5. The learned Counsel has then placed reliance on a judgment of this Court in Dharampal v. State, 1974 JK LR 314 wherein it was held by my learned brother Mufti Bahauddin Farooqi J that:

So read it must, therefore be held that the prosecution is not debarred from producing any witness or document at the inquiry or trial even if such document or witness is not mentioned in the list of witnesses and documents filed with the report under Section 173 Cr.P.C. pnovided that the additional document or witness is relevant and provided, further that a copy of the document or of the statement of the witness, if recorded by the police, is made available to the accused.

6. On the basis of these authorities, it is submitted that the prosecution cannot examine a witness who has not been examined during the investigation by the police. Reference was also invited to the provisions of Sections 251-A (7) and 173(4) Cr.P.C. These shall be discussed in the subsequent part of this order.

7. Mr. A. K, Malik, the learned Addl. Advocate General, has on the other hand submitted that the very question which is before the court, came up for consideration in Calcutta High Court in State v. Jagadish Pandey : AIR1958Cal311 and therein it was held as follows:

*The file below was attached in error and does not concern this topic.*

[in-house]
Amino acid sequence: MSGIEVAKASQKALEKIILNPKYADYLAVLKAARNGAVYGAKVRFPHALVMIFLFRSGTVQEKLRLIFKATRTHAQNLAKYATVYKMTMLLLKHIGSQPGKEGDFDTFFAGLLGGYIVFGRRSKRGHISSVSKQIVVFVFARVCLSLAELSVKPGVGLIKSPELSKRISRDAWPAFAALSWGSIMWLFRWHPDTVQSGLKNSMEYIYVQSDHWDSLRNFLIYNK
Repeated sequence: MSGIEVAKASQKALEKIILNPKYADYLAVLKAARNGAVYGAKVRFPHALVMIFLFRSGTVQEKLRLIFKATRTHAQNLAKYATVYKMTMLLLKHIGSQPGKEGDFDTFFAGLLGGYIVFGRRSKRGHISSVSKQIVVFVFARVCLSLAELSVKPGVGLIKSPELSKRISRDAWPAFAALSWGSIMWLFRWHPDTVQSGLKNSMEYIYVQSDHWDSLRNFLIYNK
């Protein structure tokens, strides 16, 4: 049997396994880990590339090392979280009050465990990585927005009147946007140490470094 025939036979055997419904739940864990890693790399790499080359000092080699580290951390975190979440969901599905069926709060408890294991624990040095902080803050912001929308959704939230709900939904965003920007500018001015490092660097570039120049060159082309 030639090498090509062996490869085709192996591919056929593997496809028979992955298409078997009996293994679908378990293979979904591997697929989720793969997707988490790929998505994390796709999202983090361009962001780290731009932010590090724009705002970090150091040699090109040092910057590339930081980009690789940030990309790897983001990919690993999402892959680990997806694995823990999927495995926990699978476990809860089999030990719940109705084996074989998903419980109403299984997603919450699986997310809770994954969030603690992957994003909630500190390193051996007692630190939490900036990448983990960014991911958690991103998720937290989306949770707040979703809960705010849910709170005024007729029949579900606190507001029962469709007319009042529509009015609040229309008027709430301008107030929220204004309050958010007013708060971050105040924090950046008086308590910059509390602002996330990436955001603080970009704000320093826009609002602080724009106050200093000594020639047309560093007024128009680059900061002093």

Under Section 173(4) the prosecution is not prevented from calling any witness at the trial who has not been examined by the police or whose statement has not been recorded by them under Section 161 of the Code, It was not the intention of the legislature to shut out relevant evidence by enacting Sub-section (4) of Section 173 of the Code. The purpose might have been to benefit the accused by giving him in advance, copies of the documents and statements referred to in the sub-section; but that could not possibly have the effect of preventing the prosecution from calling other competent evidence at the trial....

The language of Sub-section (7) of Section 251-A is purposely wide so as to enable the prosecutor to produce all such evidence as may be produced in support of the prosecution. If the words 'all such evidence' in the sub-section were to be read as meaning only such evidence as relates to those of persons who have been examined by the police, it will be reading into the sub-section something which is not there. Sub-section (4) of Section 173 does not control Sub-section (7) of Section 251-A of the Code. Moreover, a Magistrate in the discharge of his judicial functions must always be left free to exercise his discretion in the matter of allowing parties to produce evidence.